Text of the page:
Remember Their Names! These Are the Athletes to Keep an Eye on Ahead of Tokyo 2020 Olympics & Paralympics
GYMNAST SAM MIKULAK
"So many people retired after 2016 in their mid to early 20s and it's like, 'No, guys, we can do gymnastics beyond that. We can actually be better at gymnastics beyond that,' " the 27-year-old two-time Olympian tells PEOPLE. "That's the inspiration I'm trying to get going and putting in people's brains, because there's a lot more to the sport and it honestly gets more fun the older you get and people don't know that."
RUNNER SYDNEY McLAUGHLIN
"I think Rio is just the starting point and it definitely built the foundation for my future," says the 20-year-old, who in 2016 became the youngest U.S. Olympian to compete in track and field since 1972. "I feel good. It was a great year. A lot of adjustments to becoming pro, but I think we definitely learned what we need to fix for next year and hopefully we can execute. It's going to be a great year."
SOCCER PLAYER MEGAN RAPINOE
"For girls, I would just say to not limit yourself to anything. Dream way past beyond what we’re doing right now," the 34-year-old U.S. women's national team co-captain, who cemented her international stardom this year, says of her advice to her young fans.
SWIMMER NATHAN ADRIAN
"I still feel very blessed to wake up, go to a place, do the sport that I love and then also be surrounded by people that also enjoy the sport and people that I enjoy," says the Olympic gold-medalist, 31, who underwent two surgeries for testicular cancer.
VOLLEYBALL PLAYERS KERRI WALSH JENNINGS & BROOKE SWEAT
"I am a very competitive person. I'm very determined, very motivated for Tokyo. Kerri and I both experienced heartbreak in Rio, so I think we're both using that as motivation for Tokyo," Sweat, 33, says of new partner Jennings, 41, a legend in beach volleyball and a five-time Olympian.
RUNNER DAVID BROWN & JEROME AVERY
"When we get training in, the rest takes care of itself. Repetition, repetition, repetition. That's all we got to do is just continue to get the reps and continue to grind hard and the rest will take care of itself," paralympian Brown, 27, says of his training style with guide runner Avery.
SWIMMER KATIE LEDECKY
"I'm excited to have the opportunity again to represent my country," says the two-time Olympian, 22. "I've gotten older, I've gone to college, lots of different things happening in my life. So that's been exciting and fun. I feel like I've learned and grown."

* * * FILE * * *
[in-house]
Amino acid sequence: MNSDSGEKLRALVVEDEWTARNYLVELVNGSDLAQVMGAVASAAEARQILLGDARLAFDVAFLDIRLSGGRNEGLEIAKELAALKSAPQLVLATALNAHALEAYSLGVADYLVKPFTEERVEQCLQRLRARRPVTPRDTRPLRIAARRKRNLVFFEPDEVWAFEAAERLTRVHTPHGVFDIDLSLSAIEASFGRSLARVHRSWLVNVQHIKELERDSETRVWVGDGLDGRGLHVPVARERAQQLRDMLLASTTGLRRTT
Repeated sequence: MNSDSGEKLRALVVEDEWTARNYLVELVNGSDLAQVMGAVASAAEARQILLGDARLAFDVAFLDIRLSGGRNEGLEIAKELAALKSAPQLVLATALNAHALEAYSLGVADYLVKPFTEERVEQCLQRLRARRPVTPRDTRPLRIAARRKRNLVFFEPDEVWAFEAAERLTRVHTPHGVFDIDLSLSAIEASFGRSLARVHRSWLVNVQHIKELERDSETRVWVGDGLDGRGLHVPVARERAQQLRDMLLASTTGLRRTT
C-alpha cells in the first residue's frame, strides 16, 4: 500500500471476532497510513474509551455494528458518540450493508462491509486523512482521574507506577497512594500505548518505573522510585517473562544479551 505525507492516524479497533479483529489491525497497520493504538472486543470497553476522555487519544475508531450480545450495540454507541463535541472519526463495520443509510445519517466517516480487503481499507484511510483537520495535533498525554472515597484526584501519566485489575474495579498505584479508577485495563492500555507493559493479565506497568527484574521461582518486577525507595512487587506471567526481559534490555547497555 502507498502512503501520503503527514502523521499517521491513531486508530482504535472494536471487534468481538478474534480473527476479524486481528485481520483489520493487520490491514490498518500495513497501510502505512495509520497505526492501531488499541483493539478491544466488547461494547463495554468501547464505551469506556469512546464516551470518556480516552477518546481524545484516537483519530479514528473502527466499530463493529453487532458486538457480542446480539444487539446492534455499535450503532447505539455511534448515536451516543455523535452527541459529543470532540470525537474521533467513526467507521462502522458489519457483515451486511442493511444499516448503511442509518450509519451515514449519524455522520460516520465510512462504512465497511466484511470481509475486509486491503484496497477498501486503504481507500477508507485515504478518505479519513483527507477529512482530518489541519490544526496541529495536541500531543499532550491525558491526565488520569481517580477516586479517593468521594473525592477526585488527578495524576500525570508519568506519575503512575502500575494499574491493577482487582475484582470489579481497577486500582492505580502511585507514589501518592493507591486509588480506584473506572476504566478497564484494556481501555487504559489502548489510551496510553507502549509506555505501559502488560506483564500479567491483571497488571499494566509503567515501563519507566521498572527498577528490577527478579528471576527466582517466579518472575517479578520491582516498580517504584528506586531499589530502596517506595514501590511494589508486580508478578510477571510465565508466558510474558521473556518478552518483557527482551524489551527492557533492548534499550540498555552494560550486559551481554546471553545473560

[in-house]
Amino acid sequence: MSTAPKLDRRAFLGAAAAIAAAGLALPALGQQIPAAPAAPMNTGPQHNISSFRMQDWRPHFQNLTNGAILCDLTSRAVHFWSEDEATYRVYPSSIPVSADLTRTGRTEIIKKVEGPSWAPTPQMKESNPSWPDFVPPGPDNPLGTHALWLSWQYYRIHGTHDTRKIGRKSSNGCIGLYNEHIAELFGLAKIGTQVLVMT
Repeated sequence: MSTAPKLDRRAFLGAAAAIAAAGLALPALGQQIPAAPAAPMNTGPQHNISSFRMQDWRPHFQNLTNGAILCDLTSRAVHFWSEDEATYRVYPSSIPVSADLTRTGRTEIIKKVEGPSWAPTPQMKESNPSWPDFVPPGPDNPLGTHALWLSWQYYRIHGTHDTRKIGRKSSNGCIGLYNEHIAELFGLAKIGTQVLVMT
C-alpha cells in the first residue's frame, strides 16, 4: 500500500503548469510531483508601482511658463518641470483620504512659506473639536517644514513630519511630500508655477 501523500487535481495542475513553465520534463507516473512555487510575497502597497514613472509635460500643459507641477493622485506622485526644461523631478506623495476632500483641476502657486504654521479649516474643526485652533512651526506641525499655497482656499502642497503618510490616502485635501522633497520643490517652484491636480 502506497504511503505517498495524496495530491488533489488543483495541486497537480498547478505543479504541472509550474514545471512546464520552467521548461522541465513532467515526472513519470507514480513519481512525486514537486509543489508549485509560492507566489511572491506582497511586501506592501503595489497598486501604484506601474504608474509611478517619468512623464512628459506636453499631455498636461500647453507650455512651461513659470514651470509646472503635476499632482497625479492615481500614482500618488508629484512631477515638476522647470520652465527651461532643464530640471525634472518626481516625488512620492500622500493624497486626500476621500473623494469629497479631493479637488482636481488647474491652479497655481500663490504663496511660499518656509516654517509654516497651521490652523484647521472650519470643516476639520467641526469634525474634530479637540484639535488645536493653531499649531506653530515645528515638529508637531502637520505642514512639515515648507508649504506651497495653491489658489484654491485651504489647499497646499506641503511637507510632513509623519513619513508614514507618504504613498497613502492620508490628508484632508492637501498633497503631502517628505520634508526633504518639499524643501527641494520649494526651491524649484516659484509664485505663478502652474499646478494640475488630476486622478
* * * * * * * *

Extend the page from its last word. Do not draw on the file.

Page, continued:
BASKETBALL PLAYER SUE BIRD
"The last couple of years I really found a routine and a regimen that works for me. I'm the old dog not learning any new tricks, so just need to make sure my body's healthy," says the WNBA legend and four-time gold medalist, 39, who is dating fellow Olympian Rapinoe. "It's more about that than it is basketball. At this stage everyone could shoot, everyone could pass, everyone can dribble. But for me it's like my body has to be able to do the things I want it to do and that's what my focus lies."
SWIMMER RYAN LOCHTE
"I always pictured myself having kids but didn't think that was realistic. And definitely not having a wife," Lochte, 35, says of his life after the Rio Games. "I'm so happy with my life and the way things are going right now. If this all said and done now, I'd be happy."
GYMNAST SUNI LEE
"Nothing that I'm going through is as hard as what he's going through and it's just very difficult," says the 16-year-old, who is dedicating her Olympics dreams to her father after he became paralyzed due to a spinal cord injury. "I really want my family to come to the Olympics."
SURFER KOLOHE ANDINO
"I think the waves in Japan will be pretty fun. It'll be a lot of aerial maneuvers, so it should be pretty exciting to watch," the 25-year-old says ahead of his sport's Olympic debut. "I've been in Japan a couple of times to surf. It's a great place, and I really like the culture there. It's rad."
SOCCER PLAYER CRYSTAL DUNN
"Everything about this year was winning a World Cup and then blink of an eye, now that's done and now our new focus is the Olympics," says the USWNT star and one-time Olympian, 27. "We feel like we're in a great place right now. But with that being said, when we step into a new tournament, it's a blank slate. Every team is going to want what we had and want to beat us."
TRIATHLETE MELISSA STOCKWELL
"When I did my rehab at Walter Reed, there were other soldiers missing two, three, four limbs. I thought, How can I complain when all I lost was one leg? When I'm out, when I'm doing the race, when it gets hard, when it gets tough, I realize I'm out there because I can be," says Stockwell, 39, who earned a Purple Heart. "I run or I race because I can, and kind of dig deep and realize I'm out there racing for those that gave that ultimate sacrifice, wanting to represent my country and just make them proud."
SKATEBOARDER HEIMANA REYNOLDS